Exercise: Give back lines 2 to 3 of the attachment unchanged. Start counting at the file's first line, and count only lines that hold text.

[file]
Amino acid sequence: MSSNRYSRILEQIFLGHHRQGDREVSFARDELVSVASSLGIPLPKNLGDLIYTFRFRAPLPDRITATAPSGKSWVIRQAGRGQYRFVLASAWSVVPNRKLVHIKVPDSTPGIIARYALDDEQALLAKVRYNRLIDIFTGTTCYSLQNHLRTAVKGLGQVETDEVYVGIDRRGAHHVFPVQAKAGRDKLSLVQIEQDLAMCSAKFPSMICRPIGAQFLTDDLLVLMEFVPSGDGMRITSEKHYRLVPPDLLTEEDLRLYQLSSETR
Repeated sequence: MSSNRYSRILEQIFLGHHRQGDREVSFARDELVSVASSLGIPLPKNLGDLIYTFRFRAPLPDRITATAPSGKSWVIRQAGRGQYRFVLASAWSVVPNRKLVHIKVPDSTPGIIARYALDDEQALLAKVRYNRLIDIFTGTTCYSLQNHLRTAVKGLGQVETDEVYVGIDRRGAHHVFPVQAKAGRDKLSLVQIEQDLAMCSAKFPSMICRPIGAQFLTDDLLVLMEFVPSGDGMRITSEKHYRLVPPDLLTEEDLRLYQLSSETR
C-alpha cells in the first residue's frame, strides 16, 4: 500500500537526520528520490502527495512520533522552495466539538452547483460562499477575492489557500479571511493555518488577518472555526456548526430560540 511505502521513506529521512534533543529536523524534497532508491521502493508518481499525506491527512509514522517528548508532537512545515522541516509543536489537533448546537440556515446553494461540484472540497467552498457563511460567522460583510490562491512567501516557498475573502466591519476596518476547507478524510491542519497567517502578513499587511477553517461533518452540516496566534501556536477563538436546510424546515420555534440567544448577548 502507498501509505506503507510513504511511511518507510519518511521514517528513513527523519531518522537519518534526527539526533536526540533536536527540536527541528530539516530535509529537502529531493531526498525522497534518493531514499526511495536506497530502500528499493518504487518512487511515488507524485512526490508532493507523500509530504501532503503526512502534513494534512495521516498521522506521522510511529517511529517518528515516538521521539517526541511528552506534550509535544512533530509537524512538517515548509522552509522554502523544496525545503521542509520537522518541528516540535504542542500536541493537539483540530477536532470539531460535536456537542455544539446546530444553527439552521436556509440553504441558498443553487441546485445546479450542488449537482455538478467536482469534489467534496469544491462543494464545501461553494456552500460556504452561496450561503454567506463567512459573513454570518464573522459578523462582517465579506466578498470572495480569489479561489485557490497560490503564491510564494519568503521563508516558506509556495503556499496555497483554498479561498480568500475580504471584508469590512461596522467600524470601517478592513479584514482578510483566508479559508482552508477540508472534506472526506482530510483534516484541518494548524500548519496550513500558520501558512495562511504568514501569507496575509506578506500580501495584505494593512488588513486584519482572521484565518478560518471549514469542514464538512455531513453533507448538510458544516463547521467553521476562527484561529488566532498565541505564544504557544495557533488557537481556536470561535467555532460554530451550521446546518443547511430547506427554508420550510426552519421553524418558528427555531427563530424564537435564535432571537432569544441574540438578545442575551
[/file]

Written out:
Repeated sequence: MSSNRYSRILEQIFLGHHRQGDREVSFARDELVSVASSLGIPLPKNLGDLIYTFRFRAPLPDRITATAPSGKSWVIRQAGRGQYRFVLASAWSVVPNRKLVHIKVPDSTPGIIARYALDDEQALLAKVRYNRLIDIFTGTTCYSLQNHLRTAVKGLGQVETDEVYVGIDRRGAHHVFPVQAKAGRDKLSLVQIEQDLAMCSAKFPSMICRPIGAQFLTDDLLVLMEFVPSGDGMRITSEKHYRLVPPDLLTEEDLRLYQLSSETR
C-alpha cells in the first residue's frame, strides 16, 4: 500500500537526520528520490502527495512520533522552495466539538452547483460562499477575492489557500479571511493555518488577518472555526456548526430560540 511505502521513506529521512534533543529536523524534497532508491521502493508518481499525506491527512509514522517528548508532537512545515522541516509543536489537533448546537440556515446553494461540484472540497467552498457563511460567522460583510490562491512567501516557498475573502466591519476596518476547507478524510491542519497567517502578513499587511477553517461533518452540516496566534501556536477563538436546510424546515420555534440567544448577548 502507498501509505506503507510513504511511511518507510519518511521514517528513513527523519531518522537519518534526527539526533536526540533536536527540536527541528530539516530535509529537502529531493531526498525522497534518493531514499526511495536506497530502500528499493518504487518512487511515488507524485512526490508532493507523500509530504501532503503526512502534513494534512495521516498521522506521522510511529517511529517518528515516538521521539517526541511528552506534550509535544512533530509537524512538517515548509522552509522554502523544496525545503521542509520537522518541528516540535504542542500536541493537539483540530477536532470539531460535536456537542455544539446546530444553527439552521436556509440553504441558498443553487441546485445546479450542488449537482455538478467536482469534489467534496469544491462543494464545501461553494456552500460556504452561496450561503454567506463567512459573513454570518464573522459578523462582517465579506466578498470572495480569489479561489485557490497560490503564491510564494519568503521563508516558506509556495503556499496555497483554498479561498480568500475580504471584508469590512461596522467600524470601517478592513479584514482578510483566508479559508482552508477540508472534506472526506482530510483534516484541518494548524500548519496550513500558520501558512495562511504568514501569507496575509506578506500580501495584505494593512488588513486584519482572521484565518478560518471549514469542514464538512455531513453533507448538510458544516463547521467553521476562527484561529488566532498565541505564544504557544495557533488557537481556536470561535467555532460554530451550521446546518443547511430547506427554508420550510426552519421553524418558528427555531427563530424564537435564535432571537432569544441574540438578545442575551